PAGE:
Retro designs appeal to us, in part, because they remind us of past times in a positive and sentimental way. It’s especially enjoyable when a design evokes a bygone era, but it’s packed with all the bells and whistles we expect of the most recent innovations. Such is the case with the newest rocket from SpaceX, which founder Elon Musk casually referred to as the ‘test hopper’.
Looking like it would be right at home on the cover of a Heinlein juvenile, the gleaming silver ship is not actually designed for use in outer space. Instead, it was built for suborbital testing of the Vertical Take-Off and Landing (VTOL) technology engineers plans to use in the next generation of SpaceX vehicles, which were formerly known as “BFR”, but have been renamed “Starship”. The test hopper will ascend up to around 16,000 feet, then descend and land—which has led to its nickname, “Starhopper”. This kind of VTOL capability is vital to the Starship, which is intended for roundtrip Mars missions.
Building hopper-type vehicles is nothing new for SpaceX. The propulsive landing capability of their successful Falcon 9 rocket was first tested in 2012 in a vehicle dubbed “Grasshopper”. The Grasshopper made eight very low altitude test flights—the first rose to only 1.8 meters off the launch pad—with controlled landings. These successful landings, and those of the later Falcon 9 Reusable Development Vehicle (F9R Dev), paved the way for the commercial Falcon 9 and Falcon Heavy reusable launch vehicles.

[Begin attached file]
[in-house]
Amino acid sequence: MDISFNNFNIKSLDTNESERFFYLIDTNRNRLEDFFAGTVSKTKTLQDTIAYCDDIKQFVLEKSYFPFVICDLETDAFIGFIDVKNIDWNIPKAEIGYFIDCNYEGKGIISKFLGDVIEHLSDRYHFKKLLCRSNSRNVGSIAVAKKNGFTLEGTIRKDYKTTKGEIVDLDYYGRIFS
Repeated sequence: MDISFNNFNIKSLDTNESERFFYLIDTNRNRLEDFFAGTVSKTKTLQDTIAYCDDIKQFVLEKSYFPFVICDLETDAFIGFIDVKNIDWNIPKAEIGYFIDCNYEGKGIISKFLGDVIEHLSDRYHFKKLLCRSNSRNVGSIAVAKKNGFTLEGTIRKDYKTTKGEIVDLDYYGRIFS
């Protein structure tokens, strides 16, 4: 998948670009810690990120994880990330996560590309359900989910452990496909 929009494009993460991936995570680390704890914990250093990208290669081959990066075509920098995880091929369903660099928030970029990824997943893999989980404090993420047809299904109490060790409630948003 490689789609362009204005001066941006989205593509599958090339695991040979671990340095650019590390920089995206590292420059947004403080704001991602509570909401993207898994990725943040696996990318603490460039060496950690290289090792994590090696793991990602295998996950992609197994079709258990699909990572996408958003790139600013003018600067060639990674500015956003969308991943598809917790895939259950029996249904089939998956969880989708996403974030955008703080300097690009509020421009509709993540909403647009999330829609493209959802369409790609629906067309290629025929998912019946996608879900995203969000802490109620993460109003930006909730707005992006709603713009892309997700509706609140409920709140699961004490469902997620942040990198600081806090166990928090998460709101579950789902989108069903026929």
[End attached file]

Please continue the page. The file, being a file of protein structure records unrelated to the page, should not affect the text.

Space vehicle experts speculate that Starhopper will be used in the same way for testing the Starship’s landing systems. Just as the Grasshopper and F9R Dev were structurally similar to the Falcon 9, the Starhopper is essentially a mockup of the fuselage of the Starship, but the exterior of the Starhopper appears to be cased in stainless steel sheeting, a material which is not likely to be used in the final vehicle. SpaceX officials have stated that the final version of the Starship will be significantly larger, with a tougher skin to withstand the rigors and radiation of interplanetary travel. The proposed design will carry up to 100 people and 150 tons of cargo to the red planet, on flights that could exceed 150 days in duration.
So why did SpaceX bother to encase the Starhopper in stainless? Most likely, it was chosen because it looks cool—Elon Musk is well aware of the retro quality of his designs. In fact, he leans on the retro element in his branding and advertising, positioning SpaceX vehicles as cutting edge, yet familiar. This hopper has already been featured in exciting photos that have both experts and amateur space nerds in a froth. Musk recently tweeted that they are hoping to launch in February of 2019, posting “Aiming for 4 weeks, which probably means 8 weeks, due to unforeseen issues.”
For us here at Lost Island, these tests are an exciting development. SpaceX is moving one step closer to making our favorite ships from classic Science Fiction a reality. The vehicles we imagine Fission Girl and Flash Nebraska using to combat the Mind Parasites of Narvon 5 look a lot like the Starship, so we’ll be keeping a close eye on developments. Tune in to the Planetary Broadcast Network to keep up with all the exciting adventures of the Half-Life Heroine!